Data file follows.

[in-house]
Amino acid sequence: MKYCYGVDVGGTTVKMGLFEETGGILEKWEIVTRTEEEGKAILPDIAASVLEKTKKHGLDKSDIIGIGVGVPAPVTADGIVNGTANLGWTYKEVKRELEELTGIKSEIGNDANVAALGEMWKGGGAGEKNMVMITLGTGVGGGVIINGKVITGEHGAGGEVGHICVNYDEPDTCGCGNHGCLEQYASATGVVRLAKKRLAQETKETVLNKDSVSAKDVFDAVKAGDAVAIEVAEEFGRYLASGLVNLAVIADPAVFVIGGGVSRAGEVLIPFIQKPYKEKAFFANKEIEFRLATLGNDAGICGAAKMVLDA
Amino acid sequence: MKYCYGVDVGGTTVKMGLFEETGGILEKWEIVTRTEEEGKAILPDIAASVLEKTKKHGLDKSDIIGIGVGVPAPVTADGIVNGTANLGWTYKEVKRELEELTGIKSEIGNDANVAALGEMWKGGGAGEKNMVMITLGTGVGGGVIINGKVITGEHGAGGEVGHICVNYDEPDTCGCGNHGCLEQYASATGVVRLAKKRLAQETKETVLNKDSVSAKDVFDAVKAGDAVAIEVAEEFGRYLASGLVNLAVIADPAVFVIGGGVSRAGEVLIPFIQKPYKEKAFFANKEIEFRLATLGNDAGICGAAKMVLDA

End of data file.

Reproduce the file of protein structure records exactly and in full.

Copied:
[in-house]
Amino acid sequence: MKYCYGVDVGGTTVKMGLFEETGGILEKWEIVTRTEEEGKAILPDIAASVLEKTKKHGLDKSDIIGIGVGVPAPVTADGIVNGTANLGWTYKEVKRELEELTGIKSEIGNDANVAALGEMWKGGGAGEKNMVMITLGTGVGGGVIINGKVITGEHGAGGEVGHICVNYDEPDTCGCGNHGCLEQYASATGVVRLAKKRLAQETKETVLNKDSVSAKDVFDAVKAGDAVAIEVAEEFGRYLASGLVNLAVIADPAVFVIGGGVSRAGEVLIPFIQKPYKEKAFFANKEIEFRLATLGNDAGICGAAKMVLDA
Amino acid sequence: MKYCYGVDVGGTTVKMGLFEETGGILEKWEIVTRTEEEGKAILPDIAASVLEKTKKHGLDKSDIIGIGVGVPAPVTADGIVNGTANLGWTYKEVKRELEELTGIKSEIGNDANVAALGEMWKGGGAGEKNMVMITLGTGVGGGVIINGKVITGEHGAGGEVGHICVNYDEPDTCGCGNHGCLEQYASATGVVRLAKKRLAQETKETVLNKDSVSAKDVFDAVKAGDAVAIEVAEEFGRYLASGLVNLAVIADPAVFVIGGGVSRAGEVLIPFIQKPYKEKAFFANKEIEFRLATLGNDAGICGAAKMVLDA